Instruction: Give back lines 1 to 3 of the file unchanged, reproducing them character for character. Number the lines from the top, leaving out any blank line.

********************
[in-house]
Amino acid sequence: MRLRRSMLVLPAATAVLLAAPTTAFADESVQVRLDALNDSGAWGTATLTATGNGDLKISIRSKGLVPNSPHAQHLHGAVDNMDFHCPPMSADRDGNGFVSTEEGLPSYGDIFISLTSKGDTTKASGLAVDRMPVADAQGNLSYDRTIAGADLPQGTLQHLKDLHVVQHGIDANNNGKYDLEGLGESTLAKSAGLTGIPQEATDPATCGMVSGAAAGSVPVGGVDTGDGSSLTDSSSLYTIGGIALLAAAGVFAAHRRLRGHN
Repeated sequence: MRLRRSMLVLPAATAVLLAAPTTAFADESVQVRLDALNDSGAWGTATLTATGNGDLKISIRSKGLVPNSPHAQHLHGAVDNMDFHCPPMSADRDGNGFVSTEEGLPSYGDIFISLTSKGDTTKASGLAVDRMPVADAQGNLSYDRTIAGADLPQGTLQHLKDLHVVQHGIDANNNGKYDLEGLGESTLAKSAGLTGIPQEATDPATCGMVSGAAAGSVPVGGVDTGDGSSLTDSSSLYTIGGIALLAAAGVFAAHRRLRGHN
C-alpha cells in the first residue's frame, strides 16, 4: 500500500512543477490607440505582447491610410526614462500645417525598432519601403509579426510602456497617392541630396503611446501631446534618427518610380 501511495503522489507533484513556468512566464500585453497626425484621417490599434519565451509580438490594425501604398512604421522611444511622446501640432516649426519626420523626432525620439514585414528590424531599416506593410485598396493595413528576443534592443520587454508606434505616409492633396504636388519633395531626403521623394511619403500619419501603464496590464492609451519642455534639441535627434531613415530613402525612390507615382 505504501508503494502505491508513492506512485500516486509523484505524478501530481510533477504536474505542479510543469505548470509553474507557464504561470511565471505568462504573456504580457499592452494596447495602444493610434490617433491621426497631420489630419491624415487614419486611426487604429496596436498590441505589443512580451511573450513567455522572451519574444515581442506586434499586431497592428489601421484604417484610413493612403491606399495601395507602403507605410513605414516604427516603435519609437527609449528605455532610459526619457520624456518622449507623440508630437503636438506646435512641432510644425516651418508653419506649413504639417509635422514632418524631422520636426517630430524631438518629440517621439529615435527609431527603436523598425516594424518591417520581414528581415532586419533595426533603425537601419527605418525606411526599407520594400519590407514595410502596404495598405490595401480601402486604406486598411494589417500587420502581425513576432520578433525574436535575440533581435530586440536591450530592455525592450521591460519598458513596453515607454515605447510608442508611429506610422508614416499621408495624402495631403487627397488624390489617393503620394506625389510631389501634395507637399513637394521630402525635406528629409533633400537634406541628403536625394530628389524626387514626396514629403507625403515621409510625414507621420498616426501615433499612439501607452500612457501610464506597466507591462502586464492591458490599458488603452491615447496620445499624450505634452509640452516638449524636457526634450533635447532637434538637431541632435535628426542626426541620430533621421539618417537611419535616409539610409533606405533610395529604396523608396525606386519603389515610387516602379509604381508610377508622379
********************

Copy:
[in-house]
Amino acid sequence: MRLRRSMLVLPAATAVLLAAPTTAFADESVQVRLDALNDSGAWGTATLTATGNGDLKISIRSKGLVPNSPHAQHLHGAVDNMDFHCPPMSADRDGNGFVSTEEGLPSYGDIFISLTSKGDTTKASGLAVDRMPVADAQGNLSYDRTIAGADLPQGTLQHLKDLHVVQHGIDANNNGKYDLEGLGESTLAKSAGLTGIPQEATDPATCGMVSGAAAGSVPVGGVDTGDGSSLTDSSSLYTIGGIALLAAAGVFAAHRRLRGHN
Repeated sequence: MRLRRSMLVLPAATAVLLAAPTTAFADESVQVRLDALNDSGAWGTATLTATGNGDLKISIRSKGLVPNSPHAQHLHGAVDNMDFHCPPMSADRDGNGFVSTEEGLPSYGDIFISLTSKGDTTKASGLAVDRMPVADAQGNLSYDRTIAGADLPQGTLQHLKDLHVVQHGIDANNNGKYDLEGLGESTLAKSAGLTGIPQEATDPATCGMVSGAAAGSVPVGGVDTGDGSSLTDSSSLYTIGGIALLAAAGVFAAHRRLRGHN